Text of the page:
Ryoanji (龍安寺) is famous for its rock/sand garden behind the temple buildings. Similar to other temples of Kyoto (京都) like Kinkakuji (金閣寺) or Ginkakuji (銀閣寺), Ryoanji’s original purpose was that of a residence, as an aristrocrat of the Heian Period (710-1185) once lived here before it was turned into a Zen Temple in 1450.
While the history of Ryoanji’s buildings are mostly known, the facts behind the rock garden behind them consist of mere speculation. It is not known who designed them and what purpose they served, unfortunately.
This makes the place all-the-more interesting though. You as a visitor can think about it on your own. Why were these 15 rocks placed in their present alignment? Symbolism plays a big role here, you’ll have to see for yourself and interpret it your way!
Ryoanji's Temple Grounds
You can view the garden from Ryoanji’s Head Priest’s former residence called Hojo. The building also displays a collection of paintings and other traditional Japanese items. Other smaller gardens are around that building as well.
Kuri, the former kitchen of the residence, now servers as Ryoanji’s main entrance.
Very near to the temple buildings lies a small park with a pond and nice walking trails where I recommend taking a short stroll through and also checking out the restaurant there! It specializes in the local cuisine of Kyoto.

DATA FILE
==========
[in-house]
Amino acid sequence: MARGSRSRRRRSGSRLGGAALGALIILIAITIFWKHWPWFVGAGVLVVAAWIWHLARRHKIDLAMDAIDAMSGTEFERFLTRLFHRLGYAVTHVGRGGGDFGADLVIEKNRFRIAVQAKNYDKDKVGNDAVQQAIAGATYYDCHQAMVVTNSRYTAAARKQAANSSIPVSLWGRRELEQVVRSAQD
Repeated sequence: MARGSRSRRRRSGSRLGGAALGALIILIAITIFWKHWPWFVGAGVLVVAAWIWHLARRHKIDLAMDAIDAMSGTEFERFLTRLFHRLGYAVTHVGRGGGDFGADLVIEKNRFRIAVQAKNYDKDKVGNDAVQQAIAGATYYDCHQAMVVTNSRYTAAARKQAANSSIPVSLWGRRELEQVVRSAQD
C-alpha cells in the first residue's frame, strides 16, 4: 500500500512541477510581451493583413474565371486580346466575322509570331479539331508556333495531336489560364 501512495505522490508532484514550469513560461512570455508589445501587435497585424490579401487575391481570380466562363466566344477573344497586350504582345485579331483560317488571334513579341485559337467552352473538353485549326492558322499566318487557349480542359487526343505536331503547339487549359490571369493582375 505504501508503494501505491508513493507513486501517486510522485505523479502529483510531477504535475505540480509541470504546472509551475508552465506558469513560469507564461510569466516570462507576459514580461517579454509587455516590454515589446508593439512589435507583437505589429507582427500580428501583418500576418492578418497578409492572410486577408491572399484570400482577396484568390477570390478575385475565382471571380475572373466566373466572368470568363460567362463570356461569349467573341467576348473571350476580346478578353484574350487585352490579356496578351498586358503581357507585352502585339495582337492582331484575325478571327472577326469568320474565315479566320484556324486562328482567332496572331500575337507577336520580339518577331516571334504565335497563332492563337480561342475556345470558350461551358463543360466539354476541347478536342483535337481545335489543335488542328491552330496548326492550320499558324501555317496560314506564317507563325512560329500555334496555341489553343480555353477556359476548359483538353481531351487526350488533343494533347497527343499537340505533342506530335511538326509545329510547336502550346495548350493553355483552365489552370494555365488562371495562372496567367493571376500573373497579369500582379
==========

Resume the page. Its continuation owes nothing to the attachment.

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Opening Hours & Admission Fee
- Ryoanji is opened daily from 8:00 – 17:00 (March through November and 8:30 – 16:30 (December through February)
- There are no closing days throughout the year
- Entrance fee is 500 Yen (3,85€/$4.55; exchange rate as of September 2018)
How to get to Ryoanji
The temple is located very near Kinkakuji, so you could easily combine the two. Only 20 minutes of walking will get you from one to the other.
Ryoanji, while not the most popular temple in Kyoto, still offers a very unique experience with its rock garden that cannot be found anywhere else. Even though the likes of Kinkakuji, Ginkakuji and Kiyomizudera (清水寺) are more popular, Ryoanji still gets hundreds of visitors per day.
Definitely come as early as possible which is pretty much the advice for every temple, but even more so for the famous ones.
The garden combined with the quiet park and pond make for a nice break from the more hectic downtown business.
It can also be fun to try and speculate what this mysterious rock arrangement was meant to symbolize. Create your own conclusion!
That’s it for Ryoanji. Thank you very much for reading! Let me know if you found it useful.